By Jacqueline G. Goodwin, Ed.D.
There once was a gal from Wasilla,
Fond of making up words as she willa,
Though shooting a moose might seem pretty obtuse,
By quitting her job she’s made millya.
Last month when the ex- governor of Alaska offered her opinion on a proposal to build a mosque in the vicinity of the September 11th site via Twitter it became the perfect storm.
Palin’s tweet: “Ground Zero Mosque supporters: doesn’t it stab you in the heart, as it does ours throughout the heartland? Peaceful Muslims, pls refudiate.”
While some might focus on the entire message, English teachers like me only care about one thing. Refudiate.
Last time I looked, Refudiate is not a word. Nada, zilch. It’s not in the dictionary. Period.
Now there are a few ways to look at Sarah Palin’s use of “refudiate.” It’s clear that refute and repudiate are lurking in the background somewhere. My view is that it’s a non-word and sets a bad example for students of the English language.
Palin’s response: “‘Refudiate,’ ‘misunderestimate,’ ‘wee-wee’d up.’ English is a living language. Shakespeare liked to coin new words too. Got to celebrate it!” You Betcha.
A person who creates new words, or makes a point of using them, is called a neologist. In his book, Presidential Voices, author and noted linguist Allan Metcalf points out that to date, George W. Bush and Thomas Jefferson are front runners among presidential neologists. Jefferson is said to have originated over 100 new words or phrases. And “misunderestimate” is a Bushism.
Metcalf believes whether we like it or not, we’re all accidental neologists – the nature of American English makes it impossible not to be. So when we add prefixes and suffixes – such as an “ism” to a president’s name – we become neologists.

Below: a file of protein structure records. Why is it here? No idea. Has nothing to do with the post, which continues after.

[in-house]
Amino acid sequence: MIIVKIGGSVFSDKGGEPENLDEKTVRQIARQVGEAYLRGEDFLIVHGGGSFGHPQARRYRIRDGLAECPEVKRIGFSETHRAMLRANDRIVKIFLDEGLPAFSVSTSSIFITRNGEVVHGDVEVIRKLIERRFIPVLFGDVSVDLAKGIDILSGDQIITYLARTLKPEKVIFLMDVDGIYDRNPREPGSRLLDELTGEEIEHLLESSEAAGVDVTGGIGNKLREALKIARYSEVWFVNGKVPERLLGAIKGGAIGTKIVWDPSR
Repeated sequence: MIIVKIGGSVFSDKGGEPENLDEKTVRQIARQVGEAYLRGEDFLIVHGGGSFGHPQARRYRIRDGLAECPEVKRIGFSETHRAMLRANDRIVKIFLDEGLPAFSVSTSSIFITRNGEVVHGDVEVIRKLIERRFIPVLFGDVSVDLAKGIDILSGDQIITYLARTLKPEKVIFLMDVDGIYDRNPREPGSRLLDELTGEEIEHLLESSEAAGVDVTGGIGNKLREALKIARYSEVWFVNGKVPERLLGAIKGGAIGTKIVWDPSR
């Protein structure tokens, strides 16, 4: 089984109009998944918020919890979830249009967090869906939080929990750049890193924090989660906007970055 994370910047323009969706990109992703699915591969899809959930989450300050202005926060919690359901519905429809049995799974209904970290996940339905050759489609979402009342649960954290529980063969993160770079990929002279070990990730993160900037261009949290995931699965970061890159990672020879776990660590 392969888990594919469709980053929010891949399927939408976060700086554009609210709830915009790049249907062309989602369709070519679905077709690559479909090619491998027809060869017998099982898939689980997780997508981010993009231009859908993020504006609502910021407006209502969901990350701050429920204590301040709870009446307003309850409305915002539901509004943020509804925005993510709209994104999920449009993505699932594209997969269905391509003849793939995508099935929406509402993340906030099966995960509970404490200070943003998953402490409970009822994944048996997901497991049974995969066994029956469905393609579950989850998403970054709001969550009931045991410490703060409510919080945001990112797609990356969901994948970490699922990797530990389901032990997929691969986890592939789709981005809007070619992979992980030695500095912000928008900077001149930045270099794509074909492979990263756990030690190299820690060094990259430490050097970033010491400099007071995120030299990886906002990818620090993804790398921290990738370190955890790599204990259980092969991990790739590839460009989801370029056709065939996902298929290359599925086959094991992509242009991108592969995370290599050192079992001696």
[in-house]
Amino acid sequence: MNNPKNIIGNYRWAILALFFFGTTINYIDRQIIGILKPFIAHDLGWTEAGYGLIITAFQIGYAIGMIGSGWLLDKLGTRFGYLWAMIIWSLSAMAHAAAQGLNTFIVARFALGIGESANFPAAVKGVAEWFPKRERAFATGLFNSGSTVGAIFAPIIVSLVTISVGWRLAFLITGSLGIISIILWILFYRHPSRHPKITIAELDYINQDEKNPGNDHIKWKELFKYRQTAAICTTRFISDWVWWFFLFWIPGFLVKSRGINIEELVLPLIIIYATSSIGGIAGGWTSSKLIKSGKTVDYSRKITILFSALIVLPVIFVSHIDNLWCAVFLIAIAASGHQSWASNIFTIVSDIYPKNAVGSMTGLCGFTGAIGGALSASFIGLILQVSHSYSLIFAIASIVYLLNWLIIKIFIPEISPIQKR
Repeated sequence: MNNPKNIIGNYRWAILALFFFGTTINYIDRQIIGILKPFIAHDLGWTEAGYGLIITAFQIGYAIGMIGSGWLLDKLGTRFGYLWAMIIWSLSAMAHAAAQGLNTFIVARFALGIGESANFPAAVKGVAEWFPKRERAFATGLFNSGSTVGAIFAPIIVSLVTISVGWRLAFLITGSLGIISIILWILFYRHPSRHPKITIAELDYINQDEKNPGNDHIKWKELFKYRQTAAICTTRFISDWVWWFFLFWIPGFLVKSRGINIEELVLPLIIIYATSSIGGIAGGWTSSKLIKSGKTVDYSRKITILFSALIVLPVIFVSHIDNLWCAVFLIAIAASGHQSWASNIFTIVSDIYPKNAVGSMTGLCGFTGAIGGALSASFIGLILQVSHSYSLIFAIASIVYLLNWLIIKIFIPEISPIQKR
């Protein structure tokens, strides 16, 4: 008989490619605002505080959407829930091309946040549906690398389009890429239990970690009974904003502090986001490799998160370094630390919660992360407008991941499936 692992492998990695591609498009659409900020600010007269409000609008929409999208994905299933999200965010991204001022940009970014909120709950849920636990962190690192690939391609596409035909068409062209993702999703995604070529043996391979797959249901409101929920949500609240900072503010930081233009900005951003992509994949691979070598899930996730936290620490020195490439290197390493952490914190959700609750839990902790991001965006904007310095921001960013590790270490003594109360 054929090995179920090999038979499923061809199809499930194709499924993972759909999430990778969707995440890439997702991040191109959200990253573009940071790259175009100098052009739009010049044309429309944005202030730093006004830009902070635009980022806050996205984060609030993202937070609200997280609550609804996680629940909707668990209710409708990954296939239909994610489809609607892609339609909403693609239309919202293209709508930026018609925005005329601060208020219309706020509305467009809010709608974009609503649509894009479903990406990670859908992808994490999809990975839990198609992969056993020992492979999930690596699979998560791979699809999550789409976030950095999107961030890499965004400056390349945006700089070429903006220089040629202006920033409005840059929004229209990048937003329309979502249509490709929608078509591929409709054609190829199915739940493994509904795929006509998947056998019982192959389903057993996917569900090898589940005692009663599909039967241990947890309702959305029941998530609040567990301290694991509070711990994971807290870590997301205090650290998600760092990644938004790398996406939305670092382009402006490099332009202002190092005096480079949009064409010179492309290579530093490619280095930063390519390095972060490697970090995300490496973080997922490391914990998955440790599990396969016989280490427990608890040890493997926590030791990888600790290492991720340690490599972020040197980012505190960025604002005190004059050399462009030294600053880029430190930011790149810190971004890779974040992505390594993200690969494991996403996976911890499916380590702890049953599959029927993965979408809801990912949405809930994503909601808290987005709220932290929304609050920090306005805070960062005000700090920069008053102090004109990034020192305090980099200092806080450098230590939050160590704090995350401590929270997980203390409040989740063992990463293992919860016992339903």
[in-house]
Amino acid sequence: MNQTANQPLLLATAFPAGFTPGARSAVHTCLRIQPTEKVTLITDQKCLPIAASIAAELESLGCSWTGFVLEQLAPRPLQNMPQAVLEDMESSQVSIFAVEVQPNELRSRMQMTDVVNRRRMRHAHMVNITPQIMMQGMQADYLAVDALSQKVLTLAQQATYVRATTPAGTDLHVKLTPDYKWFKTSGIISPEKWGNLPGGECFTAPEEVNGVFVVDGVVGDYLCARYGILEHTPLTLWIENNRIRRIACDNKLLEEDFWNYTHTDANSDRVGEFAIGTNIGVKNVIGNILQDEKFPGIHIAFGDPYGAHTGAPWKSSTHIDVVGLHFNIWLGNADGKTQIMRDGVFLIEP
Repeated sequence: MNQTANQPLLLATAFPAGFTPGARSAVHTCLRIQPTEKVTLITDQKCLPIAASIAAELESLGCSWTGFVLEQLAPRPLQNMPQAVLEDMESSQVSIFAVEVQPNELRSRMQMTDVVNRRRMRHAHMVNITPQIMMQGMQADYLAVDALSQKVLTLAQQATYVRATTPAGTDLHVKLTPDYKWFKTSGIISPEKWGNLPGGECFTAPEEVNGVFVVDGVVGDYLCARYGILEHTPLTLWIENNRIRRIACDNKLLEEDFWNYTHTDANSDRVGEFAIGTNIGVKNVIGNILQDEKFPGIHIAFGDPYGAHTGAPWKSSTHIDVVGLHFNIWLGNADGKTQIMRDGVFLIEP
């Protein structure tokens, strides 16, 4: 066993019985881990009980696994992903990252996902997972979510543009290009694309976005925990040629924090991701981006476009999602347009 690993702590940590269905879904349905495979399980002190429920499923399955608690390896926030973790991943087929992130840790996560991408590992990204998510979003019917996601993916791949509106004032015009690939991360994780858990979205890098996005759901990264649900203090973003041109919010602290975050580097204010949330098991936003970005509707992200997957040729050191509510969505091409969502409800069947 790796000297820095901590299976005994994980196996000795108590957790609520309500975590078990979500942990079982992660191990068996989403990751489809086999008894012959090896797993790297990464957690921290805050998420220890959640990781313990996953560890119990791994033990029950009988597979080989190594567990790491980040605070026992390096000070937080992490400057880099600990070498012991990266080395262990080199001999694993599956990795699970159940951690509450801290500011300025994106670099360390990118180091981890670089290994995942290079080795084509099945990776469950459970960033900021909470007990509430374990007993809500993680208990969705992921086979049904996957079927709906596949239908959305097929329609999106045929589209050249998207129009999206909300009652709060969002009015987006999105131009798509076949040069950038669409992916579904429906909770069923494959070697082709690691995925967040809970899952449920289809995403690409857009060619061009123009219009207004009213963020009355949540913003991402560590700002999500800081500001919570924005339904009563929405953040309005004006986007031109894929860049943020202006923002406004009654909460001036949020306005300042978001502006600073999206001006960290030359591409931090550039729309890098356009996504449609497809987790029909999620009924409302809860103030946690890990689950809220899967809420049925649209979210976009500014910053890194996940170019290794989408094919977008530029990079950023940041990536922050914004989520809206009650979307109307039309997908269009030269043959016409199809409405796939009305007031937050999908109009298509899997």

When Palin and Bush coined their respective terms, they added neologisms or new words, to the English language. Now whether or not they make it into a dictionary is up to the lexicographner.
The debate then becomes: Is it the job of a dictionary to direct how words should be used, spelled, or pronounced, or should a dictionary simply document the current usage of the language?
I believe neologisms need to be used deliberately. Clearly, this is not the case here. For this ill-starred word is a bare-faced attempt of Palin’s to cover her malapropism in a smog of Shakespearian reference. Very “slickery” some malapropists would say.
Many Palin enthusiasts are mad at the liberal media for being so critical of Sarah all of the time. The common refrain seems to be that she made a mistake, and we all have made mistakes like that. True enough, but she didn’t say she made a mistake, she claimed that she was doing her part to evolve the English language.
Compare her behavior to George W. Bush who was so little troubled by his language blunders that he even read aloud from a book of Bushisms, laughing at his own mistakes, at a Texas Celebration of Reading early in his presidency.
As a result, I refuse to repudiate Sarah Palin on the mere grounds that she tried to pass off a verbal blunder as some sort of new word, a “Palinism” if you will.
Shakespeare created phrases more than new words, but the point is that they only became part of the language when they became common currency. Unless we all start using “refudiate” it will remain a simple slip of the tongue.
My guess is that “refudiate” won’t end up in a dictionary too soon. It’s “Much ado about nothing.” Like Geoge W. Bush’s “nucular,” it will do the rounds and provide endless opportunities to poke fun at Palin, but the already existing words of “refute” and “repudiate” will continue to crowd it out.